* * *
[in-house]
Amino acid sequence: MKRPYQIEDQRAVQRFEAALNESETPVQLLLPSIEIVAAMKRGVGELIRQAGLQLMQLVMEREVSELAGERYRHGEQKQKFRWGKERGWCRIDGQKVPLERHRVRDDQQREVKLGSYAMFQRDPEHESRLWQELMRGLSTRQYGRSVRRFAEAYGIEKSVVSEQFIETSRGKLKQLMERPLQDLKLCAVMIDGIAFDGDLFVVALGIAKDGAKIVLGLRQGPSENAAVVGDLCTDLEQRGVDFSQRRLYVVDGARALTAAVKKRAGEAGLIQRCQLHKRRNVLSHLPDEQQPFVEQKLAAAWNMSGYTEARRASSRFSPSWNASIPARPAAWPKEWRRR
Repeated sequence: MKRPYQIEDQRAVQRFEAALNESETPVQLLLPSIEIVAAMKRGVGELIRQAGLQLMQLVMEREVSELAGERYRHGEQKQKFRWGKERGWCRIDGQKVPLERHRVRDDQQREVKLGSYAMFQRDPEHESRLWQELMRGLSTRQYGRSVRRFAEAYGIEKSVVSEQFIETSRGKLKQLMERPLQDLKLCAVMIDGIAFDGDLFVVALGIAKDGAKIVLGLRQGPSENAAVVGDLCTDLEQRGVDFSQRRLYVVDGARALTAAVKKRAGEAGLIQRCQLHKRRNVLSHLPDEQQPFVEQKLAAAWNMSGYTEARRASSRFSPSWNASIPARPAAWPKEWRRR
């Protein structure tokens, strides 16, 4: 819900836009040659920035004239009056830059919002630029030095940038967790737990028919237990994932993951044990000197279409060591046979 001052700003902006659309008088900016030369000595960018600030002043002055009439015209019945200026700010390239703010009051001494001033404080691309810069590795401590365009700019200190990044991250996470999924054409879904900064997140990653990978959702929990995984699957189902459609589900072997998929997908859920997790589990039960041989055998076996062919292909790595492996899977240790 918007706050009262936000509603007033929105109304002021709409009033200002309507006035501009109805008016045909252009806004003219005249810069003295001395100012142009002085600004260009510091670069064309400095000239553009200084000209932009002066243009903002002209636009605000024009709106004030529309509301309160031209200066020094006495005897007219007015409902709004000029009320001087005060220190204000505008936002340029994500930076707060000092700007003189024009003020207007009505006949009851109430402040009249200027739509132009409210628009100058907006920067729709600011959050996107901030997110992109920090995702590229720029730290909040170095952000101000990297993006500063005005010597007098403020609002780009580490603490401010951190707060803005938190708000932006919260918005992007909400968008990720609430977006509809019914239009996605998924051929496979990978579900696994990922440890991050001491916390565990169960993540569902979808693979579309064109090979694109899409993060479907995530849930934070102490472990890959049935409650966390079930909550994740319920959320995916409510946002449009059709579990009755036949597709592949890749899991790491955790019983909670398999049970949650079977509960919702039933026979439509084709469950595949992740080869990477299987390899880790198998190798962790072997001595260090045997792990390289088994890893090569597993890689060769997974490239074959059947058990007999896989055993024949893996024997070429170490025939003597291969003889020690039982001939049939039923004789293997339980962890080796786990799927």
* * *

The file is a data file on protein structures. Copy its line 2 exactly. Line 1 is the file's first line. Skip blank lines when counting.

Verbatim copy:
Amino acid sequence: MKRPYQIEDQRAVQRFEAALNESETPVQLLLPSIEIVAAMKRGVGELIRQAGLQLMQLVMEREVSELAGERYRHGEQKQKFRWGKERGWCRIDGQKVPLERHRVRDDQQREVKLGSYAMFQRDPEHESRLWQELMRGLSTRQYGRSVRRFAEAYGIEKSVVSEQFIETSRGKLKQLMERPLQDLKLCAVMIDGIAFDGDLFVVALGIAKDGAKIVLGLRQGPSENAAVVGDLCTDLEQRGVDFSQRRLYVVDGARALTAAVKKRAGEAGLIQRCQLHKRRNVLSHLPDEQQPFVEQKLAAAWNMSGYTEARRASSRFSPSWNASIPARPAAWPKEWRRR